Essentially, do we have individual souls? The answer according to many religious and philosophical beliefs is that ultimately we are all one. We all have god within us and we are seeking for reunification, etc, etc, etc. Unsatisfying though it might seem, the only continuity necessary appears to be that the death of one with the birth of the other must both be connected by being related by both being part of the same existence. Given the perceived nature of an all powerful god it is not even necessary that the two lives should exist consecutively. The nature of us all being one, means, that in the formless nature of a fluid universe, we can in our ‘spiritual’ aspect be experiencing two contrasting lives separately and simultaneously. Such is the nature of being part of a unified spiritual embodiment that is purported to have omnipotence. To give it any limitation in that regard or to insist it follows the laws of physics misunderstands the nature of omnipotence and the power it has to be governed by physical laws, yet simultaneously not governed. Naturally this falls a little outside the previous arguments I have made but considering karma is a theory that has always been considered to fall in line with the more esoteric ways of thinking it would probably be inappropriate not to cover some of the less conventional and scientific manners in which the concept could be described.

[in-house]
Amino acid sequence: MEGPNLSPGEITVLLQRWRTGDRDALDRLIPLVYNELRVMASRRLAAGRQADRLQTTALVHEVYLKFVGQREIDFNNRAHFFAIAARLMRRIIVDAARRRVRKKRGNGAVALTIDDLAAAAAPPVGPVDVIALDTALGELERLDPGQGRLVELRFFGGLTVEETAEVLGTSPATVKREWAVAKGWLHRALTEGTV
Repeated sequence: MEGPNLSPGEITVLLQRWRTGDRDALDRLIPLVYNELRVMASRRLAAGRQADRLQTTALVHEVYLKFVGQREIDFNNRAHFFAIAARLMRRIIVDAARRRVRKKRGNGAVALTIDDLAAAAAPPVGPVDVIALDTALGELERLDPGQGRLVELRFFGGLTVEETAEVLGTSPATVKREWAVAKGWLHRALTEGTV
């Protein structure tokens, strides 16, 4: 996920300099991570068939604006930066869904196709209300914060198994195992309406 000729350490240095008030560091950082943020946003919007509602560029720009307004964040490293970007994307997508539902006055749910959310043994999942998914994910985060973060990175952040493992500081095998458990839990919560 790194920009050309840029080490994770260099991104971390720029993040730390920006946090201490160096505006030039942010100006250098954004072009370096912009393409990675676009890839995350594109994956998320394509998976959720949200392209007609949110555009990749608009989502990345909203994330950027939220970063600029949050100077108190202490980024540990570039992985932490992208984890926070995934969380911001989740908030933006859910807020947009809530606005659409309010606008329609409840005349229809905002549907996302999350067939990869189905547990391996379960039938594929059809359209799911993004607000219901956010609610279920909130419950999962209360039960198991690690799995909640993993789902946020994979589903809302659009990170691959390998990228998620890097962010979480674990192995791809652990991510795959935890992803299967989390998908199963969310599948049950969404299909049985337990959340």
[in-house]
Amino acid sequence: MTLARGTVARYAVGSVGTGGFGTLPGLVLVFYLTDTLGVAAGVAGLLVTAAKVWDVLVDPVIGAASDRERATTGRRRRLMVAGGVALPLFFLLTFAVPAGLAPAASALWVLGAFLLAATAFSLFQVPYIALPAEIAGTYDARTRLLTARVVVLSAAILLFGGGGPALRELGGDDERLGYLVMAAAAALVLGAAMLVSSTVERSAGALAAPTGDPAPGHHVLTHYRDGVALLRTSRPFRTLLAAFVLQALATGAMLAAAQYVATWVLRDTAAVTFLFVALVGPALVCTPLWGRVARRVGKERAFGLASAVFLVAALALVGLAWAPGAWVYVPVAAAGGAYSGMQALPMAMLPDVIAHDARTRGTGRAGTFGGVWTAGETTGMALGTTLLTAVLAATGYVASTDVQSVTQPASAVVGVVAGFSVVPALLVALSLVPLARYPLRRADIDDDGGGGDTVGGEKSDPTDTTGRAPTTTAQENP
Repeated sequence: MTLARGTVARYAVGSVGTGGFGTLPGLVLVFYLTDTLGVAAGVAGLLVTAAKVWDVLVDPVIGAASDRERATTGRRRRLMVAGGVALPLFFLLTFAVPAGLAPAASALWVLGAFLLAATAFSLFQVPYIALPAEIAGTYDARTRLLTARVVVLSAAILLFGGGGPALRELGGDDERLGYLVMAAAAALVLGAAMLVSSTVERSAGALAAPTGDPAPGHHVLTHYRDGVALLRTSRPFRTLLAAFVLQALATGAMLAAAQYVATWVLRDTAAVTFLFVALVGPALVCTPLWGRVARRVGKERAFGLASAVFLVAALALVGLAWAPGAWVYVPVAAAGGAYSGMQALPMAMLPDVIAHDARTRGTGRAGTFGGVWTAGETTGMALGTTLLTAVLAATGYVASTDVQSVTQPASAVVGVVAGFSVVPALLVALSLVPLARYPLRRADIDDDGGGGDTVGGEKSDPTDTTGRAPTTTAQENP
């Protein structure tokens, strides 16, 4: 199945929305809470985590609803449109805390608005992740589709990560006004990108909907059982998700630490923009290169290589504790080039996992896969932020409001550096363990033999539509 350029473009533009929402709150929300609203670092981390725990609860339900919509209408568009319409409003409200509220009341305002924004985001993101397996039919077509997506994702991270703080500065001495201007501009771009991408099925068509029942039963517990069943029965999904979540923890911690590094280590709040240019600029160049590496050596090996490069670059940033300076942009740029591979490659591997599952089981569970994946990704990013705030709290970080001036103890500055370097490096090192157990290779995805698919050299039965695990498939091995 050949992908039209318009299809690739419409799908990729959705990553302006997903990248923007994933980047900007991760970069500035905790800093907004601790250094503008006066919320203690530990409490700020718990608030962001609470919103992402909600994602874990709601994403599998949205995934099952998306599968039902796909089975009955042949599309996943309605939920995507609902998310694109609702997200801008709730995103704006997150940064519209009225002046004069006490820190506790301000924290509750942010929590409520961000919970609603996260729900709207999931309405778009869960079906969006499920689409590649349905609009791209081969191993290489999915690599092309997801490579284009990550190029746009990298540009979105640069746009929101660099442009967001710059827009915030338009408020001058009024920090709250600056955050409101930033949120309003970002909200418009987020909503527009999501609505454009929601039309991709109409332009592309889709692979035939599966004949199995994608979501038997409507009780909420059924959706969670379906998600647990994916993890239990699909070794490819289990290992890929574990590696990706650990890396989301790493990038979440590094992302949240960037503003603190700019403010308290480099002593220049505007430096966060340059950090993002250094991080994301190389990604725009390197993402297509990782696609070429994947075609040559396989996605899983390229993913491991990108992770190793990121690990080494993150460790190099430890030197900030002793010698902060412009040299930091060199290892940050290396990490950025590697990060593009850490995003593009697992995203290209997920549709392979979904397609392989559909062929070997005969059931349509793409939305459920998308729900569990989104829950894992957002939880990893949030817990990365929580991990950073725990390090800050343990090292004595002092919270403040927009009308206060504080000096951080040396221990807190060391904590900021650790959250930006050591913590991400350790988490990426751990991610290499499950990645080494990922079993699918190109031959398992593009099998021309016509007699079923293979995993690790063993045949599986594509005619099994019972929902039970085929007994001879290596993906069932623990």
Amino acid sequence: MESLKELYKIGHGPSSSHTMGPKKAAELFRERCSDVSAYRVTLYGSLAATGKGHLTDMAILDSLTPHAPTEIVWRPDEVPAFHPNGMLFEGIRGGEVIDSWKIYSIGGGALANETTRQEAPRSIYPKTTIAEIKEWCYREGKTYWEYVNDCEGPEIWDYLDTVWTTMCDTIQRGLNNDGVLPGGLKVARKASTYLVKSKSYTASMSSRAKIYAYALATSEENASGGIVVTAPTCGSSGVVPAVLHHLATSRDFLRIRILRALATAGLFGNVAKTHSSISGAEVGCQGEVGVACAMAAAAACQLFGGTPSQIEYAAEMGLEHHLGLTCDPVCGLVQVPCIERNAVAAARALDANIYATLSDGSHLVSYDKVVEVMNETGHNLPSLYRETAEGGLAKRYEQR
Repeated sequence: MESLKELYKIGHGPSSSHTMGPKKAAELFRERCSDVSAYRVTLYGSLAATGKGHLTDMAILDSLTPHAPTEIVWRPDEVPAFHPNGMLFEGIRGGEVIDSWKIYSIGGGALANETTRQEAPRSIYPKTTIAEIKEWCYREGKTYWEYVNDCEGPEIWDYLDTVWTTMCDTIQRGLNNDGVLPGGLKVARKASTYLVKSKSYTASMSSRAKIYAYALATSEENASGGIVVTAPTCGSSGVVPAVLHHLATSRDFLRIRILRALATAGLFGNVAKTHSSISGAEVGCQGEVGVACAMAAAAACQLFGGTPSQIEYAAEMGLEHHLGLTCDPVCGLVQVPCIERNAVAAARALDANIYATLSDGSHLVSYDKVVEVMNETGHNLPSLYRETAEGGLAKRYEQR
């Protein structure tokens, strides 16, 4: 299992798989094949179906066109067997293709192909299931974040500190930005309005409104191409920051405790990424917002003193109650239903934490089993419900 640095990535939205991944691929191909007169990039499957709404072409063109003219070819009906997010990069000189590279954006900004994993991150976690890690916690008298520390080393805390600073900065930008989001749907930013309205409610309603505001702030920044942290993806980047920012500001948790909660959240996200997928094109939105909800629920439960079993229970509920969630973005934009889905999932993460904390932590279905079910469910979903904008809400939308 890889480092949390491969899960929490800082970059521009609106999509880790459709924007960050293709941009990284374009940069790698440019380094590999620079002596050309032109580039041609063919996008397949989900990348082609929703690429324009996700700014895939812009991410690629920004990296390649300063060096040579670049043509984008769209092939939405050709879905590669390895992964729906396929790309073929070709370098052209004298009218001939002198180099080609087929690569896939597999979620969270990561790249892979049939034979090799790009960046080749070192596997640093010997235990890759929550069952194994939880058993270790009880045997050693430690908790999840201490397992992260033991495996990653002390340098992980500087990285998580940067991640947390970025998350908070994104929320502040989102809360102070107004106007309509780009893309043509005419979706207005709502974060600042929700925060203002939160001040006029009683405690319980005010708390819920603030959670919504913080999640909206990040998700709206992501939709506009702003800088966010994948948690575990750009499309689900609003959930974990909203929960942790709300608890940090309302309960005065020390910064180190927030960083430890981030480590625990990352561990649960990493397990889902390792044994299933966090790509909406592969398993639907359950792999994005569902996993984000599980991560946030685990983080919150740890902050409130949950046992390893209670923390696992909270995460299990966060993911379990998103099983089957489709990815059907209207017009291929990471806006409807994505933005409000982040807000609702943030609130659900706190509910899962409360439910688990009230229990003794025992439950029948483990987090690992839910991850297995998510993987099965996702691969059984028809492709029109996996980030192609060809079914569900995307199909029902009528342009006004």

Naturally, if we need to rely on this final hypothesis, that can be difficult to come to terms with if we do not already believe in some kind of spiritual world already. The impossibility of seeing beyond death or before birth renders any concerns academic. The logic falls into place upon certain assumptions, but even if those assumptions prove to be false it makes little difference. Similarly to a legal fiction this is a fiction that explains an idea and process, but does so in such a way that is not verifiable by material means. Unfortunately this means that we have to rely on faith alone to accept this final argument as it is a faith based argument. The positive side is that it makes no difference whether we believe it or not, so the action of faith is to simply take it for granted in the same way as Pascal might wager.